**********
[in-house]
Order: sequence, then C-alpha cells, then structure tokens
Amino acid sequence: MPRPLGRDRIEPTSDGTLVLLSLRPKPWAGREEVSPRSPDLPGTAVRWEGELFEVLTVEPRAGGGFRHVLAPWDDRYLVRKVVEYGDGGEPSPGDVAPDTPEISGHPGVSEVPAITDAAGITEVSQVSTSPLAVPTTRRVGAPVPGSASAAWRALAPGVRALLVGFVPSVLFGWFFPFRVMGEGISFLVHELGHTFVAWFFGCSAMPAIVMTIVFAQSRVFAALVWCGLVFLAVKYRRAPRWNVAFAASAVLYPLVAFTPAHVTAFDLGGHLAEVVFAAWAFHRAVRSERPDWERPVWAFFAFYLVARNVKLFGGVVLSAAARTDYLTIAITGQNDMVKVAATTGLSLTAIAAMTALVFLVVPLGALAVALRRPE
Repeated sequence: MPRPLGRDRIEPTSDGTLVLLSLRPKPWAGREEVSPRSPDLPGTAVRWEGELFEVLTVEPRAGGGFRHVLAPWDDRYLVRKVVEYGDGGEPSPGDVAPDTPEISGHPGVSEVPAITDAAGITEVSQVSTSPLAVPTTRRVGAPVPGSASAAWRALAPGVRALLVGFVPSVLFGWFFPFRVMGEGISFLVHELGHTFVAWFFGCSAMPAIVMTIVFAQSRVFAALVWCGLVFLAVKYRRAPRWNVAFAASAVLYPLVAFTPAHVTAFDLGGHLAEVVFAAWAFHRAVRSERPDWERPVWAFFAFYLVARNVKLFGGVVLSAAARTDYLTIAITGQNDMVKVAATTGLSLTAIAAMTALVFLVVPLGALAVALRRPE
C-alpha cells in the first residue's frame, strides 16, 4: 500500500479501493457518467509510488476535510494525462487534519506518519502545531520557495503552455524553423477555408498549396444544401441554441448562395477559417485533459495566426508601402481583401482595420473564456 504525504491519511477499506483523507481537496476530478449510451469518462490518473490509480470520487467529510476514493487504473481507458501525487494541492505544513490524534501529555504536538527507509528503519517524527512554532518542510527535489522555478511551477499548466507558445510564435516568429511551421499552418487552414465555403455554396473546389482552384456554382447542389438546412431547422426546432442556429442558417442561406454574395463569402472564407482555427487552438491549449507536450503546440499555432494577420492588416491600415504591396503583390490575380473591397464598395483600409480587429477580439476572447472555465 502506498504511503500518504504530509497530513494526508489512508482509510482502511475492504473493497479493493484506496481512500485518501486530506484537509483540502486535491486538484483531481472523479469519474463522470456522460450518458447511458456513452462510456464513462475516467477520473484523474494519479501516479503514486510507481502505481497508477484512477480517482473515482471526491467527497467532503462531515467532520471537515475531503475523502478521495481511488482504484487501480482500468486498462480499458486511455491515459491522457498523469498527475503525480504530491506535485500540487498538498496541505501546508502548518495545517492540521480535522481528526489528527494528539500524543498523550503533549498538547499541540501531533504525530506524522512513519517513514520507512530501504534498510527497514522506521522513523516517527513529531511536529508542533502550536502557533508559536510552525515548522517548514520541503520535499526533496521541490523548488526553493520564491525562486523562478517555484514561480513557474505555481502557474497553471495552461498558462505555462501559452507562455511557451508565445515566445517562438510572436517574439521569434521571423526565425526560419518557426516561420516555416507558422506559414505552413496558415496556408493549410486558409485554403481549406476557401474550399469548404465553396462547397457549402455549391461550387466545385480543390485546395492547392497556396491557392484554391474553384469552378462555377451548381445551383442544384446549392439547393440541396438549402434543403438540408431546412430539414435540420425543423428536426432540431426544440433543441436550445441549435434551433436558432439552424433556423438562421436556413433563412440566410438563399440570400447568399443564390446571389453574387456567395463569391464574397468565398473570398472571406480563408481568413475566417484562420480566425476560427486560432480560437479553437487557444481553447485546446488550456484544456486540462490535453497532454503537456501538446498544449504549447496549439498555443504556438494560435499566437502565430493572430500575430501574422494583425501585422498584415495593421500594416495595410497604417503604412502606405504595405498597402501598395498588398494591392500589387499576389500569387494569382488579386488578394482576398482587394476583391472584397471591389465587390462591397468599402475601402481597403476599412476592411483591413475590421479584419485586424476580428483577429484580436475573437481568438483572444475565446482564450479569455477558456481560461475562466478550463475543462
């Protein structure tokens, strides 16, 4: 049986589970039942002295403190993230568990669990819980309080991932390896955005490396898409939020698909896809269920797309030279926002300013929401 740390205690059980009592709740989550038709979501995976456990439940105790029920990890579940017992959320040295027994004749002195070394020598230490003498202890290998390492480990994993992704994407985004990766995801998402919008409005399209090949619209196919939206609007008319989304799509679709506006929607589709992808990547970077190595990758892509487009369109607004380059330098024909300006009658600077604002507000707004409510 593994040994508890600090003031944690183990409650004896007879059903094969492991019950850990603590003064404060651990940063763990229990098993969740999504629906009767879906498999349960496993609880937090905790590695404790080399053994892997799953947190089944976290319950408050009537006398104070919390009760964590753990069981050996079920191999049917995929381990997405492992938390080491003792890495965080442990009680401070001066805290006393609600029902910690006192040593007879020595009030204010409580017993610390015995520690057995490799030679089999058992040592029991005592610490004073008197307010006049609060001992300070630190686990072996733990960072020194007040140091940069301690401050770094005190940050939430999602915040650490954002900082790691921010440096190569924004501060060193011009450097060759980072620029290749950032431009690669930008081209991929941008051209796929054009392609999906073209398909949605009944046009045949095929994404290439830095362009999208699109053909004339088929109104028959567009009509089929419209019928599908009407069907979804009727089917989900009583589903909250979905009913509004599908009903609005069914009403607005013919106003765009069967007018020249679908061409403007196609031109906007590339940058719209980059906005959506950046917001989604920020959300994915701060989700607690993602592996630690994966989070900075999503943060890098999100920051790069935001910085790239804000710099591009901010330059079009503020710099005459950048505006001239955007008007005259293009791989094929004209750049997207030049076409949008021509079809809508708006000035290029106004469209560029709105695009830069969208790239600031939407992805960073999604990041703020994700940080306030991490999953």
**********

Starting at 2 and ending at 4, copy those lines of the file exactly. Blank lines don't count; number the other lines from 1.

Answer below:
Order: sequence, then C-alpha cells, then structure tokens
Amino acid sequence: MPRPLGRDRIEPTSDGTLVLLSLRPKPWAGREEVSPRSPDLPGTAVRWEGELFEVLTVEPRAGGGFRHVLAPWDDRYLVRKVVEYGDGGEPSPGDVAPDTPEISGHPGVSEVPAITDAAGITEVSQVSTSPLAVPTTRRVGAPVPGSASAAWRALAPGVRALLVGFVPSVLFGWFFPFRVMGEGISFLVHELGHTFVAWFFGCSAMPAIVMTIVFAQSRVFAALVWCGLVFLAVKYRRAPRWNVAFAASAVLYPLVAFTPAHVTAFDLGGHLAEVVFAAWAFHRAVRSERPDWERPVWAFFAFYLVARNVKLFGGVVLSAAARTDYLTIAITGQNDMVKVAATTGLSLTAIAAMTALVFLVVPLGALAVALRRPE
Repeated sequence: MPRPLGRDRIEPTSDGTLVLLSLRPKPWAGREEVSPRSPDLPGTAVRWEGELFEVLTVEPRAGGGFRHVLAPWDDRYLVRKVVEYGDGGEPSPGDVAPDTPEISGHPGVSEVPAITDAAGITEVSQVSTSPLAVPTTRRVGAPVPGSASAAWRALAPGVRALLVGFVPSVLFGWFFPFRVMGEGISFLVHELGHTFVAWFFGCSAMPAIVMTIVFAQSRVFAALVWCGLVFLAVKYRRAPRWNVAFAASAVLYPLVAFTPAHVTAFDLGGHLAEVVFAAWAFHRAVRSERPDWERPVWAFFAFYLVARNVKLFGGVVLSAAARTDYLTIAITGQNDMVKVAATTGLSLTAIAAMTALVFLVVPLGALAVALRRPE